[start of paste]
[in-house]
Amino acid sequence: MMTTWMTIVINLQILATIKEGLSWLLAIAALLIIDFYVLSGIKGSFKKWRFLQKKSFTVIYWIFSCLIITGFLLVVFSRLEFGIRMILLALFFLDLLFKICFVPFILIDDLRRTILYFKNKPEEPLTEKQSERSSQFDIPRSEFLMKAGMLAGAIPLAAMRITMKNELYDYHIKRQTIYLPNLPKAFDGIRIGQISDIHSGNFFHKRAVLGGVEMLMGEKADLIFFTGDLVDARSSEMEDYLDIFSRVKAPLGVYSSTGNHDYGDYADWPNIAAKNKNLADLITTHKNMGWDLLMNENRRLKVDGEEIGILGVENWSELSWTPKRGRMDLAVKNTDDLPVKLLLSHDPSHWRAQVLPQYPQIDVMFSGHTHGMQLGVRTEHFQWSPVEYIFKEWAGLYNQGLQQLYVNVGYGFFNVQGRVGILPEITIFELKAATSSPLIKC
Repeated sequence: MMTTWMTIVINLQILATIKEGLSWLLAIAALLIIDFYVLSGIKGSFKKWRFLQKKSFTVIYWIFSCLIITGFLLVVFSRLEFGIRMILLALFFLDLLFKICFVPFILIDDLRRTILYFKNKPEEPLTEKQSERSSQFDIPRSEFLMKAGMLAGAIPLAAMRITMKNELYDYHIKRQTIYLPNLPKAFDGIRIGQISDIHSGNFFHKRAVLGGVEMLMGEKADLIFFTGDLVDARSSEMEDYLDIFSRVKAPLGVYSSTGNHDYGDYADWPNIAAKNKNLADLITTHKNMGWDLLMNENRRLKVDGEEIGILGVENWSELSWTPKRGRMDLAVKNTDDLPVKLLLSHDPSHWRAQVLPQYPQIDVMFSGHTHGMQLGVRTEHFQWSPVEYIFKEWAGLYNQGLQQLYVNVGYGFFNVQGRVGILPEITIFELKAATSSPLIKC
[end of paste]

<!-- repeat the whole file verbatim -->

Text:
[in-house]
Amino acid sequence: MMTTWMTIVINLQILATIKEGLSWLLAIAALLIIDFYVLSGIKGSFKKWRFLQKKSFTVIYWIFSCLIITGFLLVVFSRLEFGIRMILLALFFLDLLFKICFVPFILIDDLRRTILYFKNKPEEPLTEKQSERSSQFDIPRSEFLMKAGMLAGAIPLAAMRITMKNELYDYHIKRQTIYLPNLPKAFDGIRIGQISDIHSGNFFHKRAVLGGVEMLMGEKADLIFFTGDLVDARSSEMEDYLDIFSRVKAPLGVYSSTGNHDYGDYADWPNIAAKNKNLADLITTHKNMGWDLLMNENRRLKVDGEEIGILGVENWSELSWTPKRGRMDLAVKNTDDLPVKLLLSHDPSHWRAQVLPQYPQIDVMFSGHTHGMQLGVRTEHFQWSPVEYIFKEWAGLYNQGLQQLYVNVGYGFFNVQGRVGILPEITIFELKAATSSPLIKC
Repeated sequence: MMTTWMTIVINLQILATIKEGLSWLLAIAALLIIDFYVLSGIKGSFKKWRFLQKKSFTVIYWIFSCLIITGFLLVVFSRLEFGIRMILLALFFLDLLFKICFVPFILIDDLRRTILYFKNKPEEPLTEKQSERSSQFDIPRSEFLMKAGMLAGAIPLAAMRITMKNELYDYHIKRQTIYLPNLPKAFDGIRIGQISDIHSGNFFHKRAVLGGVEMLMGEKADLIFFTGDLVDARSSEMEDYLDIFSRVKAPLGVYSSTGNHDYGDYADWPNIAAKNKNLADLITTHKNMGWDLLMNENRRLKVDGEEIGILGVENWSELSWTPKRGRMDLAVKNTDDLPVKLLLSHDPSHWRAQVLPQYPQIDVMFSGHTHGMQLGVRTEHFQWSPVEYIFKEWAGLYNQGLQQLYVNVGYGFFNVQGRVGILPEITIFELKAATSSPLIKC